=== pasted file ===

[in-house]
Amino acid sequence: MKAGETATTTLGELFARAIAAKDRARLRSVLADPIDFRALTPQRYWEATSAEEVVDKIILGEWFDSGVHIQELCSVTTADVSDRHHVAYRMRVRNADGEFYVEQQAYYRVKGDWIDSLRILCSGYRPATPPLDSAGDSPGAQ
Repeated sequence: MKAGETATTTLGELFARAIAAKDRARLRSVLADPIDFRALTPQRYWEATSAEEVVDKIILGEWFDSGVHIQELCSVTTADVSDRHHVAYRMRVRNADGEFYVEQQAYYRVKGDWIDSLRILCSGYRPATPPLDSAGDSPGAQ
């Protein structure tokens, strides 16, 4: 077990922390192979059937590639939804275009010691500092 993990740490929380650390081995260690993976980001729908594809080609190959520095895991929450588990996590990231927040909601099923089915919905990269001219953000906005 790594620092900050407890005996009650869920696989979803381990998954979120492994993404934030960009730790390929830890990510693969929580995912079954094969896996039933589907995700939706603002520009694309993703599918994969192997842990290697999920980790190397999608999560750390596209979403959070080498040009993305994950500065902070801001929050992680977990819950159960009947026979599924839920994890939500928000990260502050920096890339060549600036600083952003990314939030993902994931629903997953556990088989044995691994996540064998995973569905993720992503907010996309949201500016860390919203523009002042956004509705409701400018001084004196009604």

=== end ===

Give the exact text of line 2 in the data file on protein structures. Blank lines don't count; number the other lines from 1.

Amino acid sequence: MKAGETATTTLGELFARAIAAKDRARLRSVLADPIDFRALTPQRYWEATSAEEVVDKIILGEWFDSGVHIQELCSVTTADVSDRHHVAYRMRVRNADGEFYVEQQAYYRVKGDWIDSLRILCSGYRPATPPLDSAGDSPGAQ